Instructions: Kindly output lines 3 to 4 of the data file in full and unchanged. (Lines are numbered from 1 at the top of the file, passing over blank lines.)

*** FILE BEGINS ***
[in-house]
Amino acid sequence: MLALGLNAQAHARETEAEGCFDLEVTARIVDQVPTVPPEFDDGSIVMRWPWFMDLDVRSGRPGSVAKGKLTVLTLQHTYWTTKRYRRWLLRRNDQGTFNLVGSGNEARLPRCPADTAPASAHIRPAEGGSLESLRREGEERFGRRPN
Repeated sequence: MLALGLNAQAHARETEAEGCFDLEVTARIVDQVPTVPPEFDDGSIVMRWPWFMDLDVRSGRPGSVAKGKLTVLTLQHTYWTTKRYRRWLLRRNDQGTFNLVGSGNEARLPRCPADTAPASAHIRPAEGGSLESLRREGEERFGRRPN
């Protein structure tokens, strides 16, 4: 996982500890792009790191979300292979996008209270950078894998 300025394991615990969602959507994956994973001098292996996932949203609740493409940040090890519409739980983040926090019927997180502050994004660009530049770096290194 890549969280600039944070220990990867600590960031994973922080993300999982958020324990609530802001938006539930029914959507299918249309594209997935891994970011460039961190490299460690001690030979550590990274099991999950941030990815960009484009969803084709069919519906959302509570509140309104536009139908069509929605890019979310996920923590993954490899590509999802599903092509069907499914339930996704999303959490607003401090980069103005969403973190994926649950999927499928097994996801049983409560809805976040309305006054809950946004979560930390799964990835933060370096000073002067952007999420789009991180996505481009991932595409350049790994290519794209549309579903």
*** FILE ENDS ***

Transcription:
Repeated sequence: MLALGLNAQAHARETEAEGCFDLEVTARIVDQVPTVPPEFDDGSIVMRWPWFMDLDVRSGRPGSVAKGKLTVLTLQHTYWTTKRYRRWLLRRNDQGTFNLVGSGNEARLPRCPADTAPASAHIRPAEGGSLESLRREGEERFGRRPN
């Protein structure tokens, strides 16, 4: 996982500890792009790191979300292979996008209270950078894998 300025394991615990969602959507994956994973001098292996996932949203609740493409940040090890519409739980983040926090019927997180502050994004660009530049770096290194 890549969280600039944070220990990867600590960031994973922080993300999982958020324990609530802001938006539930029914959507299918249309594209997935891994970011460039961190490299460690001690030979550590990274099991999950941030990815960009484009969803084709069919519906959302509570509140309104536009139908069509929605890019979310996920923590993954490899590509999802599903092509069907499914339930996704999303959490607003401090980069103005969403973190994926649950999927499928097994996801049983409560809805976040309305006054809950946004979560930390799964990835933060370096000073002067952007999420789009991180996505481009991932595409350049790994290519794209549309579903």